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Al Bundy writes:

Know your solvents vs plastics:
http://www.omega.com/pdf/tubing/technical_section/chemical_chart_5.asp
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Al Bundy wrote:

Gas and Kero are basically the same. The only difference in the cans is the color. Firemen don't care what is in the can. If it is red or blue they will be treating it as highly flammable.
I have three different gas cans. Regular, premium, chainsaw - all are identified with magic marker. I also have my decoy 5 gal. I pity the thief who grabs the first "gas" can he sees. He will get about 4 gallons of diesel, used paint thinner, gas that was used for cleaning parts and some other stuff I forgot. That is my brush pile fire starter.
Harry K
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Firemen do care. I was one for a bit. ;-)
Gasoline is far more of a fire hazard than kerosene or diesel, and depending on the circumstances will be treated differently.
--
Chris Lewis, Una confibula non set est
It\'s not just anyone who gets a Starship Cruiser class named after them.
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On Mon, 14 Aug 2006 15:07:18 -0000, snipped-for-privacy@nortelnetworks.com (Chris Lewis) wrote:

Isn't that why in cowboy** movies, a guy on horseback can go into a cabin where no one has been for months, and light the kerosene lantern?
Did they have gasoline in the second half of the 19th century\\? If they did, I think it would be wicked up by the lantern wick and evaporate. Wouldn't be nearly as practical as kerosene for that reason, and I don't think one could safely burn it in a lantern.
**BTW, did you ever notice that there are no movies afaicr with both cowboys and Indians in the same movie. Maybe "cowboy and Indian movies" refers to two kinds.
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mm writes:

Correct.
In the 19th century petroleum was distilled for kerosene lamp oil. They threw out the gasoline (!) from the process, as there was no use for it prior to the invention of the internal combustion engine.
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Richard J Kinch wrote:

Except that gasoline was used for the pump up lanterns. They had mantles instead of wicks and you had to buy white gas as lead would contaminate the mantle. Put out a harsh, bright light.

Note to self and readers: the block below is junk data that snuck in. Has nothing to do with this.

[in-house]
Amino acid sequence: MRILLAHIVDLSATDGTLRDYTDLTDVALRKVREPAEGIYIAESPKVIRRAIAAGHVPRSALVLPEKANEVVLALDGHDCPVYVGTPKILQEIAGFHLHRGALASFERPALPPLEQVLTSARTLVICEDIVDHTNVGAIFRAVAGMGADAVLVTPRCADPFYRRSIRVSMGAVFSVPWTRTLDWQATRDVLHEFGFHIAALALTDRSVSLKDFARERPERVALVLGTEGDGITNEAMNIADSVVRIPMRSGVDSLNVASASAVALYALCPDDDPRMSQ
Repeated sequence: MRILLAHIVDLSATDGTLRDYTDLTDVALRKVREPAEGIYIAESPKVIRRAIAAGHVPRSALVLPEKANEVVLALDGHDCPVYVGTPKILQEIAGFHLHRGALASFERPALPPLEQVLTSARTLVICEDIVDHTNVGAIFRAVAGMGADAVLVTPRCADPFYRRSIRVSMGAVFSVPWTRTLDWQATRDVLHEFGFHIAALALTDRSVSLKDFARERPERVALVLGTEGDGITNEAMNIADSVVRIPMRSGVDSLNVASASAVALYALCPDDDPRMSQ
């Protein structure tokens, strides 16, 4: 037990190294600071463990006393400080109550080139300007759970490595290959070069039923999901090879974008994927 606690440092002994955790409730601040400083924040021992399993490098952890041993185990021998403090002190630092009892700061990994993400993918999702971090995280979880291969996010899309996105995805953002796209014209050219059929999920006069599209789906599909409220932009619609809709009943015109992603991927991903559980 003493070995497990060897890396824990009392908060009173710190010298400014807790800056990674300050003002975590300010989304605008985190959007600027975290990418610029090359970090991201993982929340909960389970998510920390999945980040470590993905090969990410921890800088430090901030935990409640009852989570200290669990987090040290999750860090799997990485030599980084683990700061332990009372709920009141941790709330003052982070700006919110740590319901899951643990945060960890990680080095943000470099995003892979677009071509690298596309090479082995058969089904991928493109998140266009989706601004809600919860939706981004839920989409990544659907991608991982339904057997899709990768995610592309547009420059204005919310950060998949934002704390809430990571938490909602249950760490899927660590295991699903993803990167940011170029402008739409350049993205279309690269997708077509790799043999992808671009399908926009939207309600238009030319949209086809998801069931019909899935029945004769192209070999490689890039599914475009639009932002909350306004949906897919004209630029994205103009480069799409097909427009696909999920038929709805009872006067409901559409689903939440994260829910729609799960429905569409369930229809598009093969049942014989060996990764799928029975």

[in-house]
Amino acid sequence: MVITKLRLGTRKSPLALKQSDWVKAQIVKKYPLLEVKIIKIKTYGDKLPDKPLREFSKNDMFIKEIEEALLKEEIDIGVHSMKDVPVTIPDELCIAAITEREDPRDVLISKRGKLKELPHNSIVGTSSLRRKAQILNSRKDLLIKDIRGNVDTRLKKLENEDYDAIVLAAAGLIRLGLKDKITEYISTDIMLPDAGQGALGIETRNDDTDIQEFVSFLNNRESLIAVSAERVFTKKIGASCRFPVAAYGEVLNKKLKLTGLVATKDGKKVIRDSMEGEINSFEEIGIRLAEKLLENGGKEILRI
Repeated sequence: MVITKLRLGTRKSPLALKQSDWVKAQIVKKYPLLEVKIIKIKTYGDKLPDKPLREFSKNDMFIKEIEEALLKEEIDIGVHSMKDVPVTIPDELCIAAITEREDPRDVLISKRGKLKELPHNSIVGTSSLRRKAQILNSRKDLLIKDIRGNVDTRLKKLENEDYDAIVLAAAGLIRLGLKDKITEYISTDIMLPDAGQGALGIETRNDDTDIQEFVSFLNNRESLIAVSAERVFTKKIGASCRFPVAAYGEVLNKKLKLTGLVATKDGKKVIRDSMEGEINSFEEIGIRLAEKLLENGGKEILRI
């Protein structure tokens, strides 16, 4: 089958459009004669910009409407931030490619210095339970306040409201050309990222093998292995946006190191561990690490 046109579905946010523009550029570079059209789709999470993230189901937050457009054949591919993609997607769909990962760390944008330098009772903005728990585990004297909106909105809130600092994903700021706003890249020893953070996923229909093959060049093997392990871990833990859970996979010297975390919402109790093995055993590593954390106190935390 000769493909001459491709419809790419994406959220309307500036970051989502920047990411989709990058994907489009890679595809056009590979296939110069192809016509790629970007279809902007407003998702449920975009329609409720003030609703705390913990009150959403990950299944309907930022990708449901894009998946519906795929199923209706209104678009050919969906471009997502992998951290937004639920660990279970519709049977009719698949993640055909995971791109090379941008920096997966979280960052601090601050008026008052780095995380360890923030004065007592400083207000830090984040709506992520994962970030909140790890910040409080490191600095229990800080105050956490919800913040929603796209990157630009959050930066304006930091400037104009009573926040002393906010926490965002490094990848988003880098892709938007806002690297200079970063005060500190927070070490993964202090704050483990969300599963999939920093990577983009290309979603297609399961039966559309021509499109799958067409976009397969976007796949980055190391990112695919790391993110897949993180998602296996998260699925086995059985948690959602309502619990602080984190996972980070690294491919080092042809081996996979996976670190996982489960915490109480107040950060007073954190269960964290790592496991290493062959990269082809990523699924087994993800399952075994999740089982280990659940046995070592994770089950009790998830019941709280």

Using it in an 'oil' lamp would be very dangerous.
Gas was also used in the old blow torches.
Harry K
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Heh, back in those days, you just bought "gas".
TEL wasn't added to gasoline until _much_ later - first they had to invent cars.
--
Chris Lewis, Una confibula non set est
It\'s not just anyone who gets a Starship Cruiser class named after them.
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On Tue, 15 Aug 2006 02:54:47 -0000, snipped-for-privacy@nortelnetworks.com (Chris Lewis) wrote:

"Fill it up with ethyl." No one says that anymore. Most don't even know what it means. :(
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Harry K writes:

Except they weren't invented until close to the 20th century:
http://homepage.ntlworld.com/munwai/history.htm
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Richard J Kinch ( snipped-for-privacy@truetex.com) said...

<useless trivia mode> 1911 was the first year that the petroleum industry sold more gasoline than kerosene. </useless trivia mode>
--
Calvin Henry-Cotnam
"I really think Canada should get over to Iraq as quickly as possible"
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They did have gasoline, it was sold in the drugstore as a cleaning agent/solvent.

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Ohhhhh, so that was the shit the old man used to drink.
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On Monday, August 14, 2006 8:07:18 AM UTC-7, Chris Lewis wrote:


Actually the part you quoted was by Bundy. I did a poor job of editing. Yes firemen care greatly!!
Harry K